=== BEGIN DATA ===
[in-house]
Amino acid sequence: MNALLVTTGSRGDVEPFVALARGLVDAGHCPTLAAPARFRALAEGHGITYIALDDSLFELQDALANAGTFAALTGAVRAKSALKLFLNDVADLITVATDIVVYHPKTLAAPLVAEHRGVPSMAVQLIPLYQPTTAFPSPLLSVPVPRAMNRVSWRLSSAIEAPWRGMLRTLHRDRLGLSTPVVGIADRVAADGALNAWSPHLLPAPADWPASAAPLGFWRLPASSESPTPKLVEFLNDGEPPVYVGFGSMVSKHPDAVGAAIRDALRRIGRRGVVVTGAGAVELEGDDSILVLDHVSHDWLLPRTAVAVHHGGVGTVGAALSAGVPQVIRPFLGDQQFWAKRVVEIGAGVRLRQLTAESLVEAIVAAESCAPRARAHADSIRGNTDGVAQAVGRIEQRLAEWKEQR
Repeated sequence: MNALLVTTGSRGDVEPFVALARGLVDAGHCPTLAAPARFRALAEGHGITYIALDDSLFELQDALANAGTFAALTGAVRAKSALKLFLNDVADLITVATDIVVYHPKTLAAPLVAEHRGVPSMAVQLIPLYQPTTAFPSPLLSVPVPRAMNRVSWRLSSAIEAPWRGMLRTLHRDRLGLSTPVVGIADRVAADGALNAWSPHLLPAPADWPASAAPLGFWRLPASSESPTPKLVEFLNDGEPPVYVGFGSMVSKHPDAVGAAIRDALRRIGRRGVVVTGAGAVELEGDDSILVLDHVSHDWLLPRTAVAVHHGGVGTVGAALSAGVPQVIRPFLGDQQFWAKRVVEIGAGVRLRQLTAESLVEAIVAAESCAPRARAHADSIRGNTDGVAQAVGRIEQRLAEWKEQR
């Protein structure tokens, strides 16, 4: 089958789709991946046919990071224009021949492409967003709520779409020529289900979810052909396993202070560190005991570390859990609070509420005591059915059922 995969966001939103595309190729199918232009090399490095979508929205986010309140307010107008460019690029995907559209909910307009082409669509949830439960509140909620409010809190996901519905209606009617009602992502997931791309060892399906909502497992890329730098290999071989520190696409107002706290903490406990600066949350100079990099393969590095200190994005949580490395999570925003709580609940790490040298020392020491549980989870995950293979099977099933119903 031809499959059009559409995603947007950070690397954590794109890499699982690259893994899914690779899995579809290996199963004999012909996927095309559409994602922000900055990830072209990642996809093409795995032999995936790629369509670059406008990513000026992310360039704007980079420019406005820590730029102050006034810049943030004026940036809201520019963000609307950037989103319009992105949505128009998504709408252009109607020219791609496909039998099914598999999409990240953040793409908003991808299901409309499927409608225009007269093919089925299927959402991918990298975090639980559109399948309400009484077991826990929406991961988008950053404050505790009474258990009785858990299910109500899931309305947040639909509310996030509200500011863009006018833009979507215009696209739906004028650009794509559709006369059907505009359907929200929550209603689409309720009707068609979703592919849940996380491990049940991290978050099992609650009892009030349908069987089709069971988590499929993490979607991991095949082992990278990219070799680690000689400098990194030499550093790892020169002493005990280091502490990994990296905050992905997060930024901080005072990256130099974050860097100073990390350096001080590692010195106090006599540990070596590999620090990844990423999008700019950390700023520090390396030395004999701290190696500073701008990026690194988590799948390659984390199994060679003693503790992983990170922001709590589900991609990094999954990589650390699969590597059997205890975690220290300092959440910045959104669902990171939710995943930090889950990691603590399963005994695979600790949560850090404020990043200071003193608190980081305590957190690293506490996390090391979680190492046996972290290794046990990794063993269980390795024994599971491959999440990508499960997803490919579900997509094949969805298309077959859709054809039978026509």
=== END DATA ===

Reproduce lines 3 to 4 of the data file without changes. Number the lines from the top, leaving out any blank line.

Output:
Repeated sequence: MNALLVTTGSRGDVEPFVALARGLVDAGHCPTLAAPARFRALAEGHGITYIALDDSLFELQDALANAGTFAALTGAVRAKSALKLFLNDVADLITVATDIVVYHPKTLAAPLVAEHRGVPSMAVQLIPLYQPTTAFPSPLLSVPVPRAMNRVSWRLSSAIEAPWRGMLRTLHRDRLGLSTPVVGIADRVAADGALNAWSPHLLPAPADWPASAAPLGFWRLPASSESPTPKLVEFLNDGEPPVYVGFGSMVSKHPDAVGAAIRDALRRIGRRGVVVTGAGAVELEGDDSILVLDHVSHDWLLPRTAVAVHHGGVGTVGAALSAGVPQVIRPFLGDQQFWAKRVVEIGAGVRLRQLTAESLVEAIVAAESCAPRARAHADSIRGNTDGVAQAVGRIEQRLAEWKEQR
């Protein structure tokens, strides 16, 4: 089958789709991946046919990071224009021949492409967003709520779409020529289900979810052909396993202070560190005991570390859990609070509420005591059915059922 995969966001939103595309190729199918232009090399490095979508929205986010309140307010107008460019690029995907559209909910307009082409669509949830439960509140909620409010809190996901519905209606009617009602992502997931791309060892399906909502497992890329730098290999071989520190696409107002706290903490406990600066949350100079990099393969590095200190994005949580490395999570925003709580609940790490040298020392020491549980989870995950293979099977099933119903 031809499959059009559409995603947007950070690397954590794109890499699982690259893994899914690779899995579809290996199963004999012909996927095309559409994602922000900055990830072209990642996809093409795995032999995936790629369509670059406008990513000026992310360039704007980079420019406005820590730029102050006034810049943030004026940036809201520019963000609307950037989103319009992105949505128009998504709408252009109607020219791609496909039998099914598999999409990240953040793409908003991808299901409309499927409608225009007269093919089925299927959402991918990298975090639980559109399948309400009484077991826990929406991961988008950053404050505790009474258990009785858990299910109500899931309305947040639909509310996030509200500011863009006018833009979507215009696209739906004028650009794509559709006369059907505009359907929200929550209603689409309720009707068609979703592919849940996380491990049940991290978050099992609650009892009030349908069987089709069971988590499929993490979607991991095949082992990278990219070799680690000689400098990194030499550093790892020169002493005990280091502490990994990296905050992905997060930024901080005072990256130099974050860097100073990390350096001080590692010195106090006599540990070596590999620090990844990423999008700019950390700023520090390396030395004999701290190696500073701008990026690194988590799948390659984390199994060679003693503790992983990170922001709590589900991609990094999954990589650390699969590597059997205890975690220290300092959440910045959104669902990171939710995943930090889950990691603590399963005994695979600790949560850090404020990043200071003193608190980081305590957190690293506490996390090391979680190492046996972290290794046990990794063993269980390795024994599971491959999440990508499960997803490919579900997509094949969805298309077959859709054809039978026509």